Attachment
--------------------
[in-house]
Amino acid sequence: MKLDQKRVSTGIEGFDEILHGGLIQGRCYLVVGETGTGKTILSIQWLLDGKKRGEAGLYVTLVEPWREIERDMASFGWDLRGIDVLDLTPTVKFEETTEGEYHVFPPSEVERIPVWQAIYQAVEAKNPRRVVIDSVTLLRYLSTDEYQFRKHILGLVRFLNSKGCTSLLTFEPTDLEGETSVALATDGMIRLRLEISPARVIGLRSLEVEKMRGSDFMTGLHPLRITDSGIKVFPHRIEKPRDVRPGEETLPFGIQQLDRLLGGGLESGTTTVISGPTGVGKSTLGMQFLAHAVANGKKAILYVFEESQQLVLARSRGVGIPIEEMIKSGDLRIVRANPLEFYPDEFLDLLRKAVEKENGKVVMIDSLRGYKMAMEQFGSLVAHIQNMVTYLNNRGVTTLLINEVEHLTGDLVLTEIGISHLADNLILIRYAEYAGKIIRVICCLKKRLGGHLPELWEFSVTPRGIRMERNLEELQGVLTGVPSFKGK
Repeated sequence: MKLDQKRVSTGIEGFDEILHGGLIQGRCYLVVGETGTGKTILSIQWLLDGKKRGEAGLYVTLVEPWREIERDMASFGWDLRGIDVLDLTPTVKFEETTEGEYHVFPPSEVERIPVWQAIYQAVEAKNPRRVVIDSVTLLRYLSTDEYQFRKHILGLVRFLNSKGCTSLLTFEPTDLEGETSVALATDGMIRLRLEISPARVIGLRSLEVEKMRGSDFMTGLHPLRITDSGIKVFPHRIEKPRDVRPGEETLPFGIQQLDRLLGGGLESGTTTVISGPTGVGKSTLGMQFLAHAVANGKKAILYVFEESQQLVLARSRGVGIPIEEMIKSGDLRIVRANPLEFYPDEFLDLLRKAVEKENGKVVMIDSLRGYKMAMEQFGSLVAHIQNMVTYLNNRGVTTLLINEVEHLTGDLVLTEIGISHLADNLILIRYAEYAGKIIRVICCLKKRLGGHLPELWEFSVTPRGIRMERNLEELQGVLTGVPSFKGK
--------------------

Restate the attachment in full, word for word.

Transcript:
[in-house]
Amino acid sequence: MKLDQKRVSTGIEGFDEILHGGLIQGRCYLVVGETGTGKTILSIQWLLDGKKRGEAGLYVTLVEPWREIERDMASFGWDLRGIDVLDLTPTVKFEETTEGEYHVFPPSEVERIPVWQAIYQAVEAKNPRRVVIDSVTLLRYLSTDEYQFRKHILGLVRFLNSKGCTSLLTFEPTDLEGETSVALATDGMIRLRLEISPARVIGLRSLEVEKMRGSDFMTGLHPLRITDSGIKVFPHRIEKPRDVRPGEETLPFGIQQLDRLLGGGLESGTTTVISGPTGVGKSTLGMQFLAHAVANGKKAILYVFEESQQLVLARSRGVGIPIEEMIKSGDLRIVRANPLEFYPDEFLDLLRKAVEKENGKVVMIDSLRGYKMAMEQFGSLVAHIQNMVTYLNNRGVTTLLINEVEHLTGDLVLTEIGISHLADNLILIRYAEYAGKIIRVICCLKKRLGGHLPELWEFSVTPRGIRMERNLEELQGVLTGVPSFKGK
Repeated sequence: MKLDQKRVSTGIEGFDEILHGGLIQGRCYLVVGETGTGKTILSIQWLLDGKKRGEAGLYVTLVEPWREIERDMASFGWDLRGIDVLDLTPTVKFEETTEGEYHVFPPSEVERIPVWQAIYQAVEAKNPRRVVIDSVTLLRYLSTDEYQFRKHILGLVRFLNSKGCTSLLTFEPTDLEGETSVALATDGMIRLRLEISPARVIGLRSLEVEKMRGSDFMTGLHPLRITDSGIKVFPHRIEKPRDVRPGEETLPFGIQQLDRLLGGGLESGTTTVISGPTGVGKSTLGMQFLAHAVANGKKAILYVFEESQQLVLARSRGVGIPIEEMIKSGDLRIVRANPLEFYPDEFLDLLRKAVEKENGKVVMIDSLRGYKMAMEQFGSLVAHIQNMVTYLNNRGVTTLLINEVEHLTGDLVLTEIGISHLADNLILIRYAEYAGKIIRVICCLKKRLGGHLPELWEFSVTPRGIRMERNLEELQGVLTGVPSFKGK